Facilitation is a complex and nuanced skill that requires a deep understanding of group dynamics, effective communication, and problem-solving. While there are many tools available for other aspects of organizational development and team collaboration, relatively few tools specifically support facilitation. We believe there are four primary reasons why this is the case:
#1. A highly contextualized practice. Facilitation is a highly contextualized practice, as effective techniques and skills may not be transferable across different contexts. This challenge of contextual variance presents a significant hurdle in creating a digital tool that would be universally applicable to all facilitators. Additionally, given the improvisational nature of facilitation, the need to adapt to evolving situations and dynamics in real-time poses a further challenge in replicating this situational awareness and flexibility within a digital tool.
#2. A soft skill. Facilitation skills are typically considered soft skills and are often deemed subjective and challenging to quantify, which can diminish their appeal as targets for tool development. Furthermore, given the erroneous perception that anyone can facilitate, there may be a lesser demand for tools to support the facilitation process.
#3. A part-time job. Facilitation is often a part-time role, with many facilitators being tasked with leading workshops, meetings, or training sessions as part of their primary job responsibilities. As such, there may be limited appetite to invest in tools specifically designed for facilitators, as facilitation may be viewed as a secondary or supporting skill rather than a core competency.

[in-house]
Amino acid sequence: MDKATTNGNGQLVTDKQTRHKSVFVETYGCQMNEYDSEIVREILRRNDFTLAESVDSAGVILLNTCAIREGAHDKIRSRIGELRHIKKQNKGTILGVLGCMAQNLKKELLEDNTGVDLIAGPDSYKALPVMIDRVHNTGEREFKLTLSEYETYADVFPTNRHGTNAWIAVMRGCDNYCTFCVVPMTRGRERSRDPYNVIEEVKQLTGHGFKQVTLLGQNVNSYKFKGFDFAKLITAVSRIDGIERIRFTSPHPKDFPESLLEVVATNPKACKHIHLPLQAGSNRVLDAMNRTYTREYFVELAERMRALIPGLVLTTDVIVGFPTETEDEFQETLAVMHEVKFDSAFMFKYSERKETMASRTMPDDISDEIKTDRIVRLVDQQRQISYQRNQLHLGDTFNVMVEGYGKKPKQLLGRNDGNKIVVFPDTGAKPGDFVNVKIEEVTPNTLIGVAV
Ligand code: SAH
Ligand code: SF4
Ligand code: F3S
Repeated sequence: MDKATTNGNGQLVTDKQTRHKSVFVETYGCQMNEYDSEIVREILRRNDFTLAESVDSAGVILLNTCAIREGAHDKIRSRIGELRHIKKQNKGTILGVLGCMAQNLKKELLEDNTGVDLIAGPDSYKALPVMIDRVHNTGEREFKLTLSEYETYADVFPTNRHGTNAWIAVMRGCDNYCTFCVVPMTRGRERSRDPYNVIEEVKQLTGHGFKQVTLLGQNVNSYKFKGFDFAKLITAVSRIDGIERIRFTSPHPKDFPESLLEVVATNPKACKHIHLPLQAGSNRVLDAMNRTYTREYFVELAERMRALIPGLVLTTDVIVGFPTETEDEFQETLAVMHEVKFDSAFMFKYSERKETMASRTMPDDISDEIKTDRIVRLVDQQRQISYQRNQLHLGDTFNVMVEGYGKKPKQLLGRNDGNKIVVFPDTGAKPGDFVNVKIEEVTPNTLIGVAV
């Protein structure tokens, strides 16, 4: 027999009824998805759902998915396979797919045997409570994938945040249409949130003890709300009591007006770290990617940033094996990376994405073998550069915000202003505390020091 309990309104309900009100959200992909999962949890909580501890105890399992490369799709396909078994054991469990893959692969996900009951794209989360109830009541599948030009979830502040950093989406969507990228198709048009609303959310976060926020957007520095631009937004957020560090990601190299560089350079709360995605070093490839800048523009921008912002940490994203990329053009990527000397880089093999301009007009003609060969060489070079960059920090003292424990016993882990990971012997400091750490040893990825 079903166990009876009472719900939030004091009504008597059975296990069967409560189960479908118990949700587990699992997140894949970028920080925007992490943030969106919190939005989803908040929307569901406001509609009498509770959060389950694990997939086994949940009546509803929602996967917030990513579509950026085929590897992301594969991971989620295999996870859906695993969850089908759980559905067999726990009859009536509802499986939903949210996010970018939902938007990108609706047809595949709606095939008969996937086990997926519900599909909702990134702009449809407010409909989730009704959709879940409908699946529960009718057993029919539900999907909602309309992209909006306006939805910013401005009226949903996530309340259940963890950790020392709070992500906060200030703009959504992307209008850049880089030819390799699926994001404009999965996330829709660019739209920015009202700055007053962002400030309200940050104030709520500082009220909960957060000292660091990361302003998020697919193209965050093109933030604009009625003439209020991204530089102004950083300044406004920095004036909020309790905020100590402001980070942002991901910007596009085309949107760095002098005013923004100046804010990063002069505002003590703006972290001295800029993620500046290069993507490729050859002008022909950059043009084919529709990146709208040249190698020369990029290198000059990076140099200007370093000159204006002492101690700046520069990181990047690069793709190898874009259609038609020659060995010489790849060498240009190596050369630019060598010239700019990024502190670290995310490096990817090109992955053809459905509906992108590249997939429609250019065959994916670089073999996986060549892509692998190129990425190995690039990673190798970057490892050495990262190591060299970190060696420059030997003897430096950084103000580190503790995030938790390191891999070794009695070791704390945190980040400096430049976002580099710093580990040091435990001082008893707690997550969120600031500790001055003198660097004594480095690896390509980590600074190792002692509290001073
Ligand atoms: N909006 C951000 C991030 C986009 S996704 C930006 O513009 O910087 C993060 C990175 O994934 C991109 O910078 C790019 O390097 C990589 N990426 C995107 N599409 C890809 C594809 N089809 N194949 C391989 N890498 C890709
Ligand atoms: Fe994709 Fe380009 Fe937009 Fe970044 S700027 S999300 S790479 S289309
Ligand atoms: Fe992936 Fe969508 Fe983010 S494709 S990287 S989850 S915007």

#4. A new and evolving field. Facilitation is an evolving field due to the constantly changing nature of work, education, and communication in the digital age. With remote work and virtual collaboration on the rise, new facilitation techniques and tools are needed to support these modes of interaction. Moreover, the advancements in technology and the latest research on group dynamics and decision-making have also contributed to the evolution of facilitation practices.
While there are many tools available to support collaboration and organizational development, there are relatively few tools specifically designed for facilitators. The contextualized nature of facilitation, its status as a soft skill, the perception of facilitation as a part-time role, and the evolving nature of the field are all factors that contribute to this situation. While these challenges represent some of the reasons why no tools exist specifically for facilitators, they are also the reasons why we at Meahana see opportunity.
Stay tuned, more to come on this topic.